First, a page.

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Avoiding overheating of computer chips is crucial to the processor’s performance. This is currently done thanks to a piece of metal — called a heat sink — attached to the surface of the chip and conducting heat away while being cooled itself by a fan. Unfortunately, the process of attaching these sinks to the chips undergoes unusual fluid dynamics that create “hotspots” that do not conduct the heat properly and thus prevent parts of the chip from cooling effectively.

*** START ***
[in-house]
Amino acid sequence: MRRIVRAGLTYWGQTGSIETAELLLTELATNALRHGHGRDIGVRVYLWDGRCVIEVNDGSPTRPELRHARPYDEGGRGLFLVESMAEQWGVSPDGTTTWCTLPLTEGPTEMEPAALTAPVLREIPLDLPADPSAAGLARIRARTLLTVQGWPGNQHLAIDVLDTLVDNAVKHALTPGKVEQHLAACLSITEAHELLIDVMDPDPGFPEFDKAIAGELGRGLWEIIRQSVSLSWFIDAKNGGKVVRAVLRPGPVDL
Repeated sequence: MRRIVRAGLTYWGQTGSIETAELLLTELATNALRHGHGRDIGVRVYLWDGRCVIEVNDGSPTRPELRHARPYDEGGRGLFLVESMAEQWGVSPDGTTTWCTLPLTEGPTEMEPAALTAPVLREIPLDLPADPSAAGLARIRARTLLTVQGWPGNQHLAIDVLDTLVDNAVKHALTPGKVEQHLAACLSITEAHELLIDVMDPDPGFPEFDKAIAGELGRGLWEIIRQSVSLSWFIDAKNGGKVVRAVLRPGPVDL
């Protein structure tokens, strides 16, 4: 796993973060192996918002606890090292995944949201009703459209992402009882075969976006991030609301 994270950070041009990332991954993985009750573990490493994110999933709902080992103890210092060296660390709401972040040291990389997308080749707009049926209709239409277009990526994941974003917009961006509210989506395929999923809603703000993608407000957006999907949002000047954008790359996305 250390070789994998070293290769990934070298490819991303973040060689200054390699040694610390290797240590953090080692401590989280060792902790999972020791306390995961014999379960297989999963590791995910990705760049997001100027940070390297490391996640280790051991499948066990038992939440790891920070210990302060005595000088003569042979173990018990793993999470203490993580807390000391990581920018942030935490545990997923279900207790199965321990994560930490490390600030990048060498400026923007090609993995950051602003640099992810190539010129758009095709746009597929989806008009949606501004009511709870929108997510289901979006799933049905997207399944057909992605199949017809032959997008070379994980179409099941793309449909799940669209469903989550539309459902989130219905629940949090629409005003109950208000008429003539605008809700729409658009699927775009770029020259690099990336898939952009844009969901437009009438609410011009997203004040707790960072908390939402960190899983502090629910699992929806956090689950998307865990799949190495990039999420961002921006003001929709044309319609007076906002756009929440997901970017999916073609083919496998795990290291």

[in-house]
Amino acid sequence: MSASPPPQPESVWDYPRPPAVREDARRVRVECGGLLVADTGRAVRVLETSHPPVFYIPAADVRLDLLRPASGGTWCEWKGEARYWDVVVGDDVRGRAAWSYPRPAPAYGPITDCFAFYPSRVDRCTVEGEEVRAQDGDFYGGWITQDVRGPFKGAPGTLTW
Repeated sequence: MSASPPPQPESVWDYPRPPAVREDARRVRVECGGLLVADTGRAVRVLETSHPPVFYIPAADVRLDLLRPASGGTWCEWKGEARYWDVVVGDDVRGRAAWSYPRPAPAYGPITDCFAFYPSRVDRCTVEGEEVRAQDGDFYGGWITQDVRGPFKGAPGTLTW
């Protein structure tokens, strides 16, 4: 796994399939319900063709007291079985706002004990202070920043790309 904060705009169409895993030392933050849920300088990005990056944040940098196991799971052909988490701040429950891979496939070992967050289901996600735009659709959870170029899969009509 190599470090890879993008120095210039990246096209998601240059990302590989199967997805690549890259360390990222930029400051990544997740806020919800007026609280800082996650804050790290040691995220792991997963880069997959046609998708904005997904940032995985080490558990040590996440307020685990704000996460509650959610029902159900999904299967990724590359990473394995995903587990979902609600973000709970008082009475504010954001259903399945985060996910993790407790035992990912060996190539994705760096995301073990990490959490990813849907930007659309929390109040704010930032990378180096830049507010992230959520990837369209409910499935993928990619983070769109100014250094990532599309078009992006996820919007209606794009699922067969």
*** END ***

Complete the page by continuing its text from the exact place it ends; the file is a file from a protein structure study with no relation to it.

A team of scientists at IMB Switzerland in Zurich has devised a new attachment method using micro-channels beneath the surface of the heat sink. This network acts like an irrigation system during the gluing process and creates a more even distribution of the temperature within the glue. This produces a subsequent cooling efficiency three times superior to the current system. And of course, we know that cool chips are more efficient!

Source: IBM Zurich Research Laboratory

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